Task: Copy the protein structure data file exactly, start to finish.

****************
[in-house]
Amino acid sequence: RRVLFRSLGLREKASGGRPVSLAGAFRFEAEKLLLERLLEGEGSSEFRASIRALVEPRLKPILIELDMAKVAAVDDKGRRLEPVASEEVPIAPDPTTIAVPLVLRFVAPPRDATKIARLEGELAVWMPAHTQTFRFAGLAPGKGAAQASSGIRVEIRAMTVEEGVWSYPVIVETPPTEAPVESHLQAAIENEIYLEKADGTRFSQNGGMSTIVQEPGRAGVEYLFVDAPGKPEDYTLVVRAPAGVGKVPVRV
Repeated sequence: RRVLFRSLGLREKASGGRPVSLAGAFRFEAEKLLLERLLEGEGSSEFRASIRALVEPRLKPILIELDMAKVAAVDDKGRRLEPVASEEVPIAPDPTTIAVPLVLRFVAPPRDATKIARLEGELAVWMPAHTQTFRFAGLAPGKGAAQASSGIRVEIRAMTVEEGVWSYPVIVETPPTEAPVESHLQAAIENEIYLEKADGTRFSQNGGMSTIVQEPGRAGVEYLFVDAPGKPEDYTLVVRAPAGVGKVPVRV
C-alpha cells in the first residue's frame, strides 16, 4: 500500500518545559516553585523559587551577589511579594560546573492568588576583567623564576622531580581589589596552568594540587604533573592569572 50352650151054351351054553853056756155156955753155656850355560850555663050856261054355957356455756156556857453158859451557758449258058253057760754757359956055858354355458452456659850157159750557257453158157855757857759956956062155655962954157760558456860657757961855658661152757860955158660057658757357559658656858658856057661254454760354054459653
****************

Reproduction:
[in-house]
Amino acid sequence: RRVLFRSLGLREKASGGRPVSLAGAFRFEAEKLLLERLLEGEGSSEFRASIRALVEPRLKPILIELDMAKVAAVDDKGRRLEPVASEEVPIAPDPTTIAVPLVLRFVAPPRDATKIARLEGELAVWMPAHTQTFRFAGLAPGKGAAQASSGIRVEIRAMTVEEGVWSYPVIVETPPTEAPVESHLQAAIENEIYLEKADGTRFSQNGGMSTIVQEPGRAGVEYLFVDAPGKPEDYTLVVRAPAGVGKVPVRV
Repeated sequence: RRVLFRSLGLREKASGGRPVSLAGAFRFEAEKLLLERLLEGEGSSEFRASIRALVEPRLKPILIELDMAKVAAVDDKGRRLEPVASEEVPIAPDPTTIAVPLVLRFVAPPRDATKIARLEGELAVWMPAHTQTFRFAGLAPGKGAAQASSGIRVEIRAMTVEEGVWSYPVIVETPPTEAPVESHLQAAIENEIYLEKADGTRFSQNGGMSTIVQEPGRAGVEYLFVDAPGKPEDYTLVVRAPAGVGKVPVRV
C-alpha cells in the first residue's frame, strides 16, 4: 500500500518545559516553585523559587551577589511579594560546573492568588576583567623564576622531580581589589596552568594540587604533573592569572 50352650151054351351054553853056756155156955753155656850355560850555663050856261054355957356455756156556857453158859451557758449258058253057760754757359956055858354355458452456659850157159750557257453158157855757857759956956062155655962954157760558456860657757961855658661152757860955158660057658757357559658656858658856057661254454760354054459653